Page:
Friday, April 18, 2008

7th Grade - Rough Draft

Your narrative poems are due next Friday. By Monday, you must turn in to me a first draft of your narrative poem so we can determine what we can still improve upon in the following week. This weekend, you may post your rough drafts in this space so that your classmates and I can read them and make helpful suggestions. Enjoy your weekend.

Share!

Use this space to post your own original poems - in whatever form and about whatever subject - for others to enjoy and comment upon. I look forward to reading them!

6th Grade - Descriptive Poem

Yesterday we wrote "messy room" poems - poems that described what our bedroom might look like if someone were to walk in right now and check it out. We're going to continue writing descriptive poems with a little help today from poet Karla Kuskin. Click on the following link and we will work along together with her in class:

http://teacher.scholastic.com/writewit/poetry/karla_home.htm

When we finish her workshop, we will post our poems here.

Thursday, April 17, 2008

6th Grade - "Your Room" Assignment

Shel Silverstein wrote the poem "Messy Room." It goes like this:

Whosever room this is should be ashamed!
His underwear is hanging on the lamp.
His raincoat is there in the overstuffed chair,
And the chair is becoming quite mucky and damp.
His workbook is wedged in the window,
His sweater's been thrown on the floor.
His scarf and one ski are beneath the TV,
And his pants have been carelessly hung on the door.
His books are all jammed in the closet,
His vest has been left in the hall.
A lizard named Ed is asleep in his bed,
And his smelly old sock has been stuck to the wall.
Whosever room this is should be ashamed!
Donald or Robert or Willie or--Huh? You say it's mine?
Oh, dear, I knew it looked familiar!

This poem could have been written about my room! Your task for today is to construct a poem that describes what someone would see if he or she walked into your room. It should be descriptive! The more details you can provide, the better. Be sure to include one example of figurative language.

Happy writing!

7th and 8th Grade - "The Raven"

Many of you mentioned wanting to write a narrative poem about an animal. Click on the following link and read the poem "The Raven" by Edgar Allen Poe, one of the most widely read narrative poems and, coincidentally, prominently featuring an animal.

http://www.teachersfirst.com/share/raven/start-fl.html

Now that you have read the poem, consider the following:

Who are the main characters?
What is the setting?
What is the plot?
What is the conflict?

Remember, these are all elements of a narrative poem and should be included in your own.

Post your thoughts about "The Raven," the answers to to the questions above, and then tell me who your characters are going to be in your own narrative poem and what your setting, plot and conflict are. When you are finished, don't forget to go back and read and respond to the comments of others!

Wednesday, April 16, 2008

Haiku

A haiku refresher:

The haiku is a very structured poetry form. Initially introduced by the Japanese, they are three-lined poems containing five syllables in the first line, seven in the second, and five in the third. Containing just seventeen syllables, the haiku cannot capture a "big picture." One depicts in them tiny images of incredible beauty, something glorious that might be missed if the writer had not taken the time to point it out. In a haiku one may depict a drop of water on a leaf reflecting early morning light, the smell of the evening dew, the answer of one bird to another's call, the persistence of a flower pushing its way through the cracks in the pavement to touch the sky. A haiku is about serenity and peace. It is getting in touch with nature; it feels like a walk in the woods. (Gloria Chaika, 1998).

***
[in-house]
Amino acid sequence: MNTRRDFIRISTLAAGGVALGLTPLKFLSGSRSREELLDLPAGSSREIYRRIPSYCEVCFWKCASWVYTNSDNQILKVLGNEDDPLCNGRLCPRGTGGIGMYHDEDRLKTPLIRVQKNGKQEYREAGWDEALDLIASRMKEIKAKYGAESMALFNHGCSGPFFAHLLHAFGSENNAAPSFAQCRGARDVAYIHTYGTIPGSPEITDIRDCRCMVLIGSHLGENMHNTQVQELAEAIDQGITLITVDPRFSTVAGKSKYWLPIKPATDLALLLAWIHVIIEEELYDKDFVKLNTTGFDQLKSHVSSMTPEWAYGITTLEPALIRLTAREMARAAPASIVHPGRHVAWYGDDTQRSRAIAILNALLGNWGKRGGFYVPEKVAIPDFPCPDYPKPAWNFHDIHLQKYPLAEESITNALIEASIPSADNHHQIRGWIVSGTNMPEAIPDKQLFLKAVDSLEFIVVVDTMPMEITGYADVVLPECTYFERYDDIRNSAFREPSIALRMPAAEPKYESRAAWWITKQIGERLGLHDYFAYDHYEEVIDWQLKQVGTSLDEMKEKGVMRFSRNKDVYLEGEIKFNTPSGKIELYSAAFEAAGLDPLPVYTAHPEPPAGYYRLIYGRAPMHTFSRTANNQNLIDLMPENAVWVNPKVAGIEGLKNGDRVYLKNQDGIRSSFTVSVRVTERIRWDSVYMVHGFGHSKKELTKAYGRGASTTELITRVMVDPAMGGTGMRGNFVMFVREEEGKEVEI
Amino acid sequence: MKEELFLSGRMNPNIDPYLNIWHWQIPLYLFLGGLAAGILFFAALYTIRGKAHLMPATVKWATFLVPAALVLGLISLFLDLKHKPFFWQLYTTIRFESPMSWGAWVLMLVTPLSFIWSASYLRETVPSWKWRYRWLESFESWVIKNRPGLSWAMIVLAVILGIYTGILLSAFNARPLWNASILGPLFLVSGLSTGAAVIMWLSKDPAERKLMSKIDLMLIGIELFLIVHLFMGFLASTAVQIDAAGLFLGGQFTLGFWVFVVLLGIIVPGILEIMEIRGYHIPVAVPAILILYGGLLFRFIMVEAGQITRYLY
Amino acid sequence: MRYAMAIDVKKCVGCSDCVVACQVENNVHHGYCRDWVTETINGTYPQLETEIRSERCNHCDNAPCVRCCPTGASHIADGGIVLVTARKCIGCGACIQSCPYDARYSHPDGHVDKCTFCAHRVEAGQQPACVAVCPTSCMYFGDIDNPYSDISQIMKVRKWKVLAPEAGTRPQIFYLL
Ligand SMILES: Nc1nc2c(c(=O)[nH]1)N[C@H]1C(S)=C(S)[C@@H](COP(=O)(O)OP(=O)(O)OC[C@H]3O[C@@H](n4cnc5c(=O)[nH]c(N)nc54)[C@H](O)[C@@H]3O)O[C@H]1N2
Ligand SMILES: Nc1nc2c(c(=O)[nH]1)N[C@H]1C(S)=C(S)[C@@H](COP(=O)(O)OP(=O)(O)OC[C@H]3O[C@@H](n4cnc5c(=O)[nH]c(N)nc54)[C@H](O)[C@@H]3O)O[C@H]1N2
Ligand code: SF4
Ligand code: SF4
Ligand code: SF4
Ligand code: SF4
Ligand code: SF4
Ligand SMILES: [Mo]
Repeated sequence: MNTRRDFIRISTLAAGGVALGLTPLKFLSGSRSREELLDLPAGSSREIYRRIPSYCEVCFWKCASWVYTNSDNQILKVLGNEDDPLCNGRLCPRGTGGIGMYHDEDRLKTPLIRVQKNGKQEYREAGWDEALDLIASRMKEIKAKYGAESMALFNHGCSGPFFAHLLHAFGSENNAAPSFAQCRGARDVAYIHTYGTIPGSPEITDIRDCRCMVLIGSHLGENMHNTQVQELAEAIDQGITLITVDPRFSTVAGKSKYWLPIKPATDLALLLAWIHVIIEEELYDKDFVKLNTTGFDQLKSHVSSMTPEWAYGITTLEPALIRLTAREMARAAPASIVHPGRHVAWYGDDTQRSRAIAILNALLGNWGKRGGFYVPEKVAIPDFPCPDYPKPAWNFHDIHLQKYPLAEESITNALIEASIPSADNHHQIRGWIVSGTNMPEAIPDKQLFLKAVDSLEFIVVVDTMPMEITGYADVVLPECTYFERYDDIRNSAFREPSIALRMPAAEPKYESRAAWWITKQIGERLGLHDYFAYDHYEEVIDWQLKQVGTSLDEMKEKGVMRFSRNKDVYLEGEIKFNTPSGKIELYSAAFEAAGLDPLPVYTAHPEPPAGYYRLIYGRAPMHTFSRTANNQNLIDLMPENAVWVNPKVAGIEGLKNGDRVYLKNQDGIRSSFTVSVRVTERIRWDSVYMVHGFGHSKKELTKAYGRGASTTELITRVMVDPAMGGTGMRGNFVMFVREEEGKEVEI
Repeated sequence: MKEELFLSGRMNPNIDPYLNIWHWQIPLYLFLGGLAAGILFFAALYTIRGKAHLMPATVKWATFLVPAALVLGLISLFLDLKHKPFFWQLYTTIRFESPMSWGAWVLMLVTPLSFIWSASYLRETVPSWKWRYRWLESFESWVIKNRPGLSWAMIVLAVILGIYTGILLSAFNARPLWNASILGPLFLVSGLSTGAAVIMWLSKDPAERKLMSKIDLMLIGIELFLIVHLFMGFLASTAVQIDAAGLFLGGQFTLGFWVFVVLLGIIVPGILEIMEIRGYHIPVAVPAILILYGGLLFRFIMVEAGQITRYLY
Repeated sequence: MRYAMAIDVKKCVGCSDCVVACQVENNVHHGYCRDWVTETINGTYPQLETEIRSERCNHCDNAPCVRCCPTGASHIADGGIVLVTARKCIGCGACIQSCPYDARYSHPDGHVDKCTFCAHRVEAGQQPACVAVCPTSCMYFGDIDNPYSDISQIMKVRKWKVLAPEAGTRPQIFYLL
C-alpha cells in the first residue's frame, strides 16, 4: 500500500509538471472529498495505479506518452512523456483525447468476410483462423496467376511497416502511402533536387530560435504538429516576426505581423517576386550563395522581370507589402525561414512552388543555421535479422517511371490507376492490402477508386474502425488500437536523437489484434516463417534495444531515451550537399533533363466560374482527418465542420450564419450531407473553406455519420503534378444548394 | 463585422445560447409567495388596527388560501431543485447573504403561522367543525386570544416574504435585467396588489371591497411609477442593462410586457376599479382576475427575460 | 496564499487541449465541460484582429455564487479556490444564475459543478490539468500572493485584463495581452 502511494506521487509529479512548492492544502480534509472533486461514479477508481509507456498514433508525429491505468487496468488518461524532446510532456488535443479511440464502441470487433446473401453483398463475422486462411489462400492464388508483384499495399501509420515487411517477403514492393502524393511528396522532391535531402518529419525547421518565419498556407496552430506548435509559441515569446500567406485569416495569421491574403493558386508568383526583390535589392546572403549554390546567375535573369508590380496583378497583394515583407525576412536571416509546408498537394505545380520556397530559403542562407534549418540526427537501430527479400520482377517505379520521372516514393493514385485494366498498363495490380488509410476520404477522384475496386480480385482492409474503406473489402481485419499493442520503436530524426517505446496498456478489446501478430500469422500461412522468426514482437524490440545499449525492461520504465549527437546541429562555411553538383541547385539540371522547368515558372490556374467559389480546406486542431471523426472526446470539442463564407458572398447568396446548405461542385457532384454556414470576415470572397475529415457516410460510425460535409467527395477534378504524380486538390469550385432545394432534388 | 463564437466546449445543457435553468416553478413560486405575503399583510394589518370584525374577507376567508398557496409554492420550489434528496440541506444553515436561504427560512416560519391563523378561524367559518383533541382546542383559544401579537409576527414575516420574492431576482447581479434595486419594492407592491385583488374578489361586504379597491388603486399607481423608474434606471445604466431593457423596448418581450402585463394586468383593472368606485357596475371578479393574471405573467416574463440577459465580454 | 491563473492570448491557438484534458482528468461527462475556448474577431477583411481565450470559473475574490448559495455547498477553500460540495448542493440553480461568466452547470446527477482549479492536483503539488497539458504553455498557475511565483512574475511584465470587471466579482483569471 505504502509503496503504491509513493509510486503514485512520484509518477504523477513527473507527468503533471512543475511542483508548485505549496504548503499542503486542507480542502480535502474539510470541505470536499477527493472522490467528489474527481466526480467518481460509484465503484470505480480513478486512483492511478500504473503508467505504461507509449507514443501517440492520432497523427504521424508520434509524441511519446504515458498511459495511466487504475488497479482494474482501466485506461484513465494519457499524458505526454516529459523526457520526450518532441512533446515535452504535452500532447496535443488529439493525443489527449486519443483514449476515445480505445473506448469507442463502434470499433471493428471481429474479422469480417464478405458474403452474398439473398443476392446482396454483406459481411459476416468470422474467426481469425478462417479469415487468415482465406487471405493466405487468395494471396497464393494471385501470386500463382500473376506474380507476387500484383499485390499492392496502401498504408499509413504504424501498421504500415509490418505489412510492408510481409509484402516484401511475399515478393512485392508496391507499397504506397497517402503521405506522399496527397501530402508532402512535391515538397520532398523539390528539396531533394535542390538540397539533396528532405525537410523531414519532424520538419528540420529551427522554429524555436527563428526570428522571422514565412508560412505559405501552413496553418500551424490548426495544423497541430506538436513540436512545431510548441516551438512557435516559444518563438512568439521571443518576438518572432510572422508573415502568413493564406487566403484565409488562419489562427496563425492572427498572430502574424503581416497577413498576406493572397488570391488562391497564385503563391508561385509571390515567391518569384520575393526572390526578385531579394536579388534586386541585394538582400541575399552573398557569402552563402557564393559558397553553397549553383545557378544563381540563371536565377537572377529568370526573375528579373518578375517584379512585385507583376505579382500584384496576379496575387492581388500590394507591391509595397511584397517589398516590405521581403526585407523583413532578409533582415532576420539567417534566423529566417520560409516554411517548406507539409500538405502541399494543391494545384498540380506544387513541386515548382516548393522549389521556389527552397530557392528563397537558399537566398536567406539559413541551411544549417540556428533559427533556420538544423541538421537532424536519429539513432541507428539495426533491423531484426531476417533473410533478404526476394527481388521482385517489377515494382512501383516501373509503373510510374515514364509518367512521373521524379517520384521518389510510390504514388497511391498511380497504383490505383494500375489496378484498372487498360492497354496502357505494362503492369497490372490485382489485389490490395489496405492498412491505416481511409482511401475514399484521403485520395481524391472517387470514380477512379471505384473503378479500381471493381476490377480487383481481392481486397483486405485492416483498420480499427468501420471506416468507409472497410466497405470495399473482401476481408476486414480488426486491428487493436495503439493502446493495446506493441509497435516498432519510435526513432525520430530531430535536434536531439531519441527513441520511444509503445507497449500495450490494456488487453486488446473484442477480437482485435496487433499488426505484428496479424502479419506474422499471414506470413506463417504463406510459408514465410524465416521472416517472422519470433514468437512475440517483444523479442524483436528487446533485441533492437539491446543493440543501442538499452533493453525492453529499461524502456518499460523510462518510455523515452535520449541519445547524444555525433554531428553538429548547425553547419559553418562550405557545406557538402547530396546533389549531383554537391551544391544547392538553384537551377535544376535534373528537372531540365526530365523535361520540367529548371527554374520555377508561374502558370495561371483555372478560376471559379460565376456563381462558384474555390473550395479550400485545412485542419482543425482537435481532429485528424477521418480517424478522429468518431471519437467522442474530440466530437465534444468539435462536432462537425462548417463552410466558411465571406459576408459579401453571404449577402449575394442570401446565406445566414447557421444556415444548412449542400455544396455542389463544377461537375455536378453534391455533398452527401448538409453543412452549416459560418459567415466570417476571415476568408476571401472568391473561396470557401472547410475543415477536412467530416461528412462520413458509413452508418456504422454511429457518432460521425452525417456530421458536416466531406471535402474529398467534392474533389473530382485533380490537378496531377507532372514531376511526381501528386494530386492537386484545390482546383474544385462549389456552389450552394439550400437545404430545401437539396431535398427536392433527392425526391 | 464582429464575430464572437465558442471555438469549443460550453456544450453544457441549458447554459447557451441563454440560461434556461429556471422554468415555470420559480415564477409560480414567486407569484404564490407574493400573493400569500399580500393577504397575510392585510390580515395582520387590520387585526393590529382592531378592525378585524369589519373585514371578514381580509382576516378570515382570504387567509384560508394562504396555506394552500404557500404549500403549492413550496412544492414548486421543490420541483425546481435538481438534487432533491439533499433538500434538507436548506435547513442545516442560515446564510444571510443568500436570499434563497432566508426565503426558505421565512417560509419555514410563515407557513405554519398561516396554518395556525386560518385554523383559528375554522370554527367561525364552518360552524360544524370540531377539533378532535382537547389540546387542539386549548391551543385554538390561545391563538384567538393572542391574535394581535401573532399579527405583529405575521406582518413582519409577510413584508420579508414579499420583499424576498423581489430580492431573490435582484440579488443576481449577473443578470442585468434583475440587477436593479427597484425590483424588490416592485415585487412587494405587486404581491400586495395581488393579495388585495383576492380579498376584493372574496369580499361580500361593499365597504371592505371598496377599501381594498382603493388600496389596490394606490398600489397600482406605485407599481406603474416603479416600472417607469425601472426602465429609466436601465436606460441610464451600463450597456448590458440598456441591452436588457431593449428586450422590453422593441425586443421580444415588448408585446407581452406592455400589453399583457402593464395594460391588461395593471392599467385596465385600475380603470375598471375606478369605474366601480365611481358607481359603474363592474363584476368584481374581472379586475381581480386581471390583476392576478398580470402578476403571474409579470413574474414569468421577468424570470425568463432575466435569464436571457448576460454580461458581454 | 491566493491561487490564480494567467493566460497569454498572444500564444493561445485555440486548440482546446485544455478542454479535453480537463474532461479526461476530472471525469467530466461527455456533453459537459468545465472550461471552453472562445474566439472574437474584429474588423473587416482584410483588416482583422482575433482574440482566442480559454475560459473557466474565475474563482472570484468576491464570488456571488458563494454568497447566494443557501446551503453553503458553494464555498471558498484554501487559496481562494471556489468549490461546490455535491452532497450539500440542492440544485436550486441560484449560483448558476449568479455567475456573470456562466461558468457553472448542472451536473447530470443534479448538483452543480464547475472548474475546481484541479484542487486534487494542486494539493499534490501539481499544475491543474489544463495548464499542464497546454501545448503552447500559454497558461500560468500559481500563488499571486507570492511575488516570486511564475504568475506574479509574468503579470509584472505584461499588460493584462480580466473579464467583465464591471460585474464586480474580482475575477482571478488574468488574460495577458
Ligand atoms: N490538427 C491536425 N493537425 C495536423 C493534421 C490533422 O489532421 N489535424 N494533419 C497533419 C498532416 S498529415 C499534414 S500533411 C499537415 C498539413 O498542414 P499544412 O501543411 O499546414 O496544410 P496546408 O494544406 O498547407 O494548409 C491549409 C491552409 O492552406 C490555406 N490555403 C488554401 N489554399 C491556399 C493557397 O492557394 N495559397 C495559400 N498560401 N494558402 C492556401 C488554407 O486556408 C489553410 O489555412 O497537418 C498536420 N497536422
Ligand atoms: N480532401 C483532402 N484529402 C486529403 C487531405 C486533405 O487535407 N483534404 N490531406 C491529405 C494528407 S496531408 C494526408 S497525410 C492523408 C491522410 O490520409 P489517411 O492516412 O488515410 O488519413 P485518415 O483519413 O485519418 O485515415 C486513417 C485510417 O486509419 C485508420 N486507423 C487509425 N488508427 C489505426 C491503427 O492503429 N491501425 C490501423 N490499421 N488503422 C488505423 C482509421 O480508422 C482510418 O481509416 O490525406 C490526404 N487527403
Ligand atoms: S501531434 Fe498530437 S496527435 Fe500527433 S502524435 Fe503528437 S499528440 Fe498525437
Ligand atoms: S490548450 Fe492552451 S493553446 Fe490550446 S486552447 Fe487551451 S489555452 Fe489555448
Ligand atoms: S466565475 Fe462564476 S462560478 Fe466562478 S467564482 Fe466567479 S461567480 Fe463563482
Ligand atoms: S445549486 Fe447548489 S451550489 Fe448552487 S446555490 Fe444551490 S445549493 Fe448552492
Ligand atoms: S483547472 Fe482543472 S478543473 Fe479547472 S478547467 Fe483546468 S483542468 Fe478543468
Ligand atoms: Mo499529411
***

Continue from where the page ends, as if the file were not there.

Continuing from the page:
Post your haikus for others to read, enjoy, and comment on.

Narrative Poetry

Writing a narrative poem can be tricky. Here are some things to keep in mind:

A narrative poem is a poem that tells a series of events using poetic devices such as rhythm, rhyme, compact language, and attention to sound. In other words, a narrative poem tells a story, but it does it with poetic flair! Many of the same elements that are found in a short story are also found in a narrative poem. Here are some elements of narrative poetry that are important:
o character
o setting
o conflict
o plot

When writing narrative poetry a good place to start is with your own life’s experiences. Choose experiences that can be captured in a snapshot. Do you have a favorite photograph of you playing baseball when you were 6 years old? Or, how about the funny picture on your first birthday with you face full of cake? Maybe you can remember funny moment from a special vacation, or a moment with a grandparent that is very memorable. Remember, these are moments in time—not the whole event. A poem (unless you are writing an epic poem) captures snapshots, not 5 hour academy award winning movies!


Next, gather sensory details about that experience. Remember that not ALL the ideas need to be used in your poem, but don’t leave hole in the poem that would prevent a reader from connecting to your poem.

Now that you have your images, choose a character for your poem. What is he or she like? Who will be the speaker of the poem?

The next step, just like in when writing a short story, is to determine the conflict. What are the inner and outer conflicts in the even that you have chosen? How is the conflict resolved?

Now, craft the lines of your poem. If it doesn’t come together in the first draft, that’s okay. Narrative poetry always takes a couple of drafts to get the spirit of the poem down on the page. Remember to include a wonderful title that adds to the meaning of your poem.

Post your "snapshot" ideas to help others brainstorm for their poem.